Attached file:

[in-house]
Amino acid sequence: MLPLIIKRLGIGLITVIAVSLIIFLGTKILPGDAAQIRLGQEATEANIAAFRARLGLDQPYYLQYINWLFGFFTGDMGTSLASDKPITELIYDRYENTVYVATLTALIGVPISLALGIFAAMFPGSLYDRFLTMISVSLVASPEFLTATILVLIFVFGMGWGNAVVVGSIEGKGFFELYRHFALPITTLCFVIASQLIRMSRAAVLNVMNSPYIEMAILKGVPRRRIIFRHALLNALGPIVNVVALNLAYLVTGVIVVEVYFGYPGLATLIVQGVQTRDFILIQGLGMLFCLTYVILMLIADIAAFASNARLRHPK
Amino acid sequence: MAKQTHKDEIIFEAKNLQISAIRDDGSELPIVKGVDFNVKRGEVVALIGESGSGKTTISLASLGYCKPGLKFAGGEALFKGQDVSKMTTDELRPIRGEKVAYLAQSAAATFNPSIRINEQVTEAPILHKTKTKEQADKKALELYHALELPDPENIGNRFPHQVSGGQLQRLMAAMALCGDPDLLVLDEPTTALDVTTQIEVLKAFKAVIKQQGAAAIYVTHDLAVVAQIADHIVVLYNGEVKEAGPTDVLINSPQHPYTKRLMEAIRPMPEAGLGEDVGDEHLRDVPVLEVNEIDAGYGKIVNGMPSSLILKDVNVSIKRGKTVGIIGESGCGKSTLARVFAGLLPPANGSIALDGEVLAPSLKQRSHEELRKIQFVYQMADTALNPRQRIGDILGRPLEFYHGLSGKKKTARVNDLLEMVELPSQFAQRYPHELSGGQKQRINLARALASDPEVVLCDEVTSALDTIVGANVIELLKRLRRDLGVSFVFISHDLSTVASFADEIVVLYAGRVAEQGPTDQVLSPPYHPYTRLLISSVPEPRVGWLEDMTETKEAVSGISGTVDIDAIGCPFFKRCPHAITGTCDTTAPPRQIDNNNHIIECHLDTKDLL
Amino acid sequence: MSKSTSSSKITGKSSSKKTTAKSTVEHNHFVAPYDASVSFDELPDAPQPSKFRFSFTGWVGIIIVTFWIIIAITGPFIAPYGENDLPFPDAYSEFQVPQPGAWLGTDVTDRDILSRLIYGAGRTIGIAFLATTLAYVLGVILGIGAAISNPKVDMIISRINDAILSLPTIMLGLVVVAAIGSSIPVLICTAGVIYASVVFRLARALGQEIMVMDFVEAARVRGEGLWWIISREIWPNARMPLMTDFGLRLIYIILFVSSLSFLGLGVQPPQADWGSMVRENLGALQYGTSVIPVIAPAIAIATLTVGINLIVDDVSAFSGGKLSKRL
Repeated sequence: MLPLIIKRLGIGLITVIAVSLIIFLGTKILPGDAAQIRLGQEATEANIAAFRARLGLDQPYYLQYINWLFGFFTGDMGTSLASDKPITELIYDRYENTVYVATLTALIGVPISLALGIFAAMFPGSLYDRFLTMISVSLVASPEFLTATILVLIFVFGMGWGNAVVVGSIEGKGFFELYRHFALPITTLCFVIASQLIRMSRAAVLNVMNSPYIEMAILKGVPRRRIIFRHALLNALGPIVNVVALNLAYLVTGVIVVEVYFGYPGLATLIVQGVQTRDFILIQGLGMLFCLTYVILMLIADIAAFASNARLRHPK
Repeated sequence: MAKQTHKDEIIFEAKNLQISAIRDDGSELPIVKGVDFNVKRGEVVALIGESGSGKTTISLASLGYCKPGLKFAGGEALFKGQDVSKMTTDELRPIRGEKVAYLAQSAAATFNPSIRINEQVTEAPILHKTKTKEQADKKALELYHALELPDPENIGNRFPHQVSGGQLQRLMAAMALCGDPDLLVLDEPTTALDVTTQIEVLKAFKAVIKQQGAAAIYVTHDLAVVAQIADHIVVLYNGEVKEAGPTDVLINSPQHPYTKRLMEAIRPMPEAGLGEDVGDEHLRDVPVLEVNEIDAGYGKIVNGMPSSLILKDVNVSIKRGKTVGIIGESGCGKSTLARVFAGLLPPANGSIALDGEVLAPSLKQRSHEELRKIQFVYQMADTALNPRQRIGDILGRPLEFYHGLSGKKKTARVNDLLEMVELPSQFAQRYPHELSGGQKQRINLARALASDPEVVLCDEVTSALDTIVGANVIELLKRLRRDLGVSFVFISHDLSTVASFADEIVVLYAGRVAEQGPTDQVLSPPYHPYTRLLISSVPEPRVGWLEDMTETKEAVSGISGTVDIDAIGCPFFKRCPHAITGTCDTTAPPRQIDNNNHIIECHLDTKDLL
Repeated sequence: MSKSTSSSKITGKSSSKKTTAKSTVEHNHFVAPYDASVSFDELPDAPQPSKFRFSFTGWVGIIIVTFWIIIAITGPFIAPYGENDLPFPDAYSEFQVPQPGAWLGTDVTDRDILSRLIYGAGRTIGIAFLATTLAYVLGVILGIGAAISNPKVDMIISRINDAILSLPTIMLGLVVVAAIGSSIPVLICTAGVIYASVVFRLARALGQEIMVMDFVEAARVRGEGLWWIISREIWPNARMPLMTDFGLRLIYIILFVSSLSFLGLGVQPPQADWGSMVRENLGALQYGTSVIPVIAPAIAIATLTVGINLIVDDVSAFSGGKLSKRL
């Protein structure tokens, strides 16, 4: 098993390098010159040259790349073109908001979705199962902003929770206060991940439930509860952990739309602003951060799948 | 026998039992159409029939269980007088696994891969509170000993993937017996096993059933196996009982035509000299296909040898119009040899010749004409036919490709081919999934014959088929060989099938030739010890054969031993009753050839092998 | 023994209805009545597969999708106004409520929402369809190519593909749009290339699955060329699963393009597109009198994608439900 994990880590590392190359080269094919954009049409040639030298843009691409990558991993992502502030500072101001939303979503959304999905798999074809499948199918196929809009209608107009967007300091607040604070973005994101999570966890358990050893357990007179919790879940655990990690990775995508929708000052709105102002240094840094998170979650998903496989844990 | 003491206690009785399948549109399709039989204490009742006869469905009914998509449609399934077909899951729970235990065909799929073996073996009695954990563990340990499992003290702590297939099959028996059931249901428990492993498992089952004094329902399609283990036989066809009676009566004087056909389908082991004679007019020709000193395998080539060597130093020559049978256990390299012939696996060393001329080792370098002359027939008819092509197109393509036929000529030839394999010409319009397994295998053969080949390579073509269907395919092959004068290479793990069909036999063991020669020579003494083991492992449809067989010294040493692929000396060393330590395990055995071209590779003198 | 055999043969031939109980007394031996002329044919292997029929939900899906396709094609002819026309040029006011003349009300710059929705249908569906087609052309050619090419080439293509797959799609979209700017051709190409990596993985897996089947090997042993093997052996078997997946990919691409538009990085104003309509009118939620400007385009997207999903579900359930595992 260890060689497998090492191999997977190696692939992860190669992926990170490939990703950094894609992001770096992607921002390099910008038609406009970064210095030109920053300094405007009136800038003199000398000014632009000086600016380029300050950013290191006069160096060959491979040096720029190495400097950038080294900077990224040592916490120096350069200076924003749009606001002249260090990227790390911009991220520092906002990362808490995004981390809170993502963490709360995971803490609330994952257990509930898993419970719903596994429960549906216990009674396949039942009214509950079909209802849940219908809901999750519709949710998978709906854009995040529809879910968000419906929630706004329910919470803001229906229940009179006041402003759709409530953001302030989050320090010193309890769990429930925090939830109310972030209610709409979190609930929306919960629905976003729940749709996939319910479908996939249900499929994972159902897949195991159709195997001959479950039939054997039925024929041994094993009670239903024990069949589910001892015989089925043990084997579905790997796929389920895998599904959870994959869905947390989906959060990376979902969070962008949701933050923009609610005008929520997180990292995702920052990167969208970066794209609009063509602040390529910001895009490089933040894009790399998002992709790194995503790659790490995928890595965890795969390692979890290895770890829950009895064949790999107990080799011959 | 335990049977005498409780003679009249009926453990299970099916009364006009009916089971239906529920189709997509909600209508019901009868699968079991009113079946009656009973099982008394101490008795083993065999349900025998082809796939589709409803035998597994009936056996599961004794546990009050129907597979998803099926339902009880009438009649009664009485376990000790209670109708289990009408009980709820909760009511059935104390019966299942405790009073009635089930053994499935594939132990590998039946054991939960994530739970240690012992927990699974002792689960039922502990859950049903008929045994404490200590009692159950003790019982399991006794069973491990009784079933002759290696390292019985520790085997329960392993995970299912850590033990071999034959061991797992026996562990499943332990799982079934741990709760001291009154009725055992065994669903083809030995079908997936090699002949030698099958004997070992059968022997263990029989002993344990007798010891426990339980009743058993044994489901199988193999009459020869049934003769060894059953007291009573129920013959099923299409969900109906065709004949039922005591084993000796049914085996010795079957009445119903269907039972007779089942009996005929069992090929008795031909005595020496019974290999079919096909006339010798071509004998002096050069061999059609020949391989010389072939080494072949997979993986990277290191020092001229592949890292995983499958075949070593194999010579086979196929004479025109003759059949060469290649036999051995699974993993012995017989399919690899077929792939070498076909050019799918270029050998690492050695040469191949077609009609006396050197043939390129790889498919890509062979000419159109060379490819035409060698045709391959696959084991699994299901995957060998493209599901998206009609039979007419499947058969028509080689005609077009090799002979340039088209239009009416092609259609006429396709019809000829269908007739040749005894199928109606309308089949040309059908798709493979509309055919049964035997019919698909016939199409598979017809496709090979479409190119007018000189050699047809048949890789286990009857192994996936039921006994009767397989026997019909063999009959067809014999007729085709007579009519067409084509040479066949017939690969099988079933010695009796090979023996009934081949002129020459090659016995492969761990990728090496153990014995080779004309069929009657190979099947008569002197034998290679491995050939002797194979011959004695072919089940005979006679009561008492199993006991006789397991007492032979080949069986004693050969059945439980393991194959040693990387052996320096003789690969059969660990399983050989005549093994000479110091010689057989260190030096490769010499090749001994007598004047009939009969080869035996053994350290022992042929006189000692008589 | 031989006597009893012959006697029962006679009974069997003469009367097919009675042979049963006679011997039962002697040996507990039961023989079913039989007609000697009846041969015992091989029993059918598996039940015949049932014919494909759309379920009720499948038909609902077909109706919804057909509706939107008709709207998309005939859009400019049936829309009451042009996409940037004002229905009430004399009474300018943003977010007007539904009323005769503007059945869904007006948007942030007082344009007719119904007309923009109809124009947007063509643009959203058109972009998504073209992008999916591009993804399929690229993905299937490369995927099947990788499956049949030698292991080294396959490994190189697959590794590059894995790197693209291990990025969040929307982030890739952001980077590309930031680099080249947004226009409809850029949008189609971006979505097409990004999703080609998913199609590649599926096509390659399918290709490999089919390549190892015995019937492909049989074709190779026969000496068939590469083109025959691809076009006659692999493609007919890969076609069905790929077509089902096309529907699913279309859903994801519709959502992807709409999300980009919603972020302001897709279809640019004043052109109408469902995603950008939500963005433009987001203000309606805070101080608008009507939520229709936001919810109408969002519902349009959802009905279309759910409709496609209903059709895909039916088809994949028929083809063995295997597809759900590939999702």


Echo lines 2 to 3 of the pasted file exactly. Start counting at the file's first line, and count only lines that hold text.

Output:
Amino acid sequence: MLPLIIKRLGIGLITVIAVSLIIFLGTKILPGDAAQIRLGQEATEANIAAFRARLGLDQPYYLQYINWLFGFFTGDMGTSLASDKPITELIYDRYENTVYVATLTALIGVPISLALGIFAAMFPGSLYDRFLTMISVSLVASPEFLTATILVLIFVFGMGWGNAVVVGSIEGKGFFELYRHFALPITTLCFVIASQLIRMSRAAVLNVMNSPYIEMAILKGVPRRRIIFRHALLNALGPIVNVVALNLAYLVTGVIVVEVYFGYPGLATLIVQGVQTRDFILIQGLGMLFCLTYVILMLIADIAAFASNARLRHPK
Amino acid sequence: MAKQTHKDEIIFEAKNLQISAIRDDGSELPIVKGVDFNVKRGEVVALIGESGSGKTTISLASLGYCKPGLKFAGGEALFKGQDVSKMTTDELRPIRGEKVAYLAQSAAATFNPSIRINEQVTEAPILHKTKTKEQADKKALELYHALELPDPENIGNRFPHQVSGGQLQRLMAAMALCGDPDLLVLDEPTTALDVTTQIEVLKAFKAVIKQQGAAAIYVTHDLAVVAQIADHIVVLYNGEVKEAGPTDVLINSPQHPYTKRLMEAIRPMPEAGLGEDVGDEHLRDVPVLEVNEIDAGYGKIVNGMPSSLILKDVNVSIKRGKTVGIIGESGCGKSTLARVFAGLLPPANGSIALDGEVLAPSLKQRSHEELRKIQFVYQMADTALNPRQRIGDILGRPLEFYHGLSGKKKTARVNDLLEMVELPSQFAQRYPHELSGGQKQRINLARALASDPEVVLCDEVTSALDTIVGANVIELLKRLRRDLGVSFVFISHDLSTVASFADEIVVLYAGRVAEQGPTDQVLSPPYHPYTRLLISSVPEPRVGWLEDMTETKEAVSGISGTVDIDAIGCPFFKRCPHAITGTCDTTAPPRQIDNNNHIIECHLDTKDLL